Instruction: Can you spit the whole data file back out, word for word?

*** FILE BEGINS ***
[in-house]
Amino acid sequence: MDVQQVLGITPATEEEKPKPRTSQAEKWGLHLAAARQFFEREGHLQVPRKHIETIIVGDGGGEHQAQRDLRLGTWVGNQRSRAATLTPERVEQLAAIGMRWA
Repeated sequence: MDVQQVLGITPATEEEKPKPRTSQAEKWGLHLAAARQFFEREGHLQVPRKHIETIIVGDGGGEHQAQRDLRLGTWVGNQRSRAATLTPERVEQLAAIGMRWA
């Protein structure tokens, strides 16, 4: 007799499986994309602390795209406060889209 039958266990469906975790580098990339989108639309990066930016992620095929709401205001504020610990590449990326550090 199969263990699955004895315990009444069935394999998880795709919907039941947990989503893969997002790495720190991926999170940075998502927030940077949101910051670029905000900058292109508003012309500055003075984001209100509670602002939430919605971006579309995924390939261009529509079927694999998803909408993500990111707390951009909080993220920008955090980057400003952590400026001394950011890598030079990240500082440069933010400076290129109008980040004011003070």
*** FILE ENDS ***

[in-house]
Amino acid sequence: MDVQQVLGITPATEEEKPKPRTSQAEKWGLHLAAARQFFEREGHLQVPRKHIETIIVGDGGGEHQAQRDLRLGTWVGNQRSRAATLTPERVEQLAAIGMRWA
Repeated sequence: MDVQQVLGITPATEEEKPKPRTSQAEKWGLHLAAARQFFEREGHLQVPRKHIETIIVGDGGGEHQAQRDLRLGTWVGNQRSRAATLTPERVEQLAAIGMRWA
């Protein structure tokens, strides 16, 4: 007799499986994309602390795209406060889209 039958266990469906975790580098990339989108639309990066930016992620095929709401205001504020610990590449990326550090 199969263990699955004895315990009444069935394999998880795709919907039941947990989503893969997002790495720190991926999170940075998502927030940077949101910051670029905000900058292109508003012309500055003075984001209100509670602002939430919605971006579309995924390939261009529509079927694999998803909408993500990111707390951009909080993220920008955090980057400003952590400026001394950011890598030079990240500082440069933010400076290129109008980040004011003070």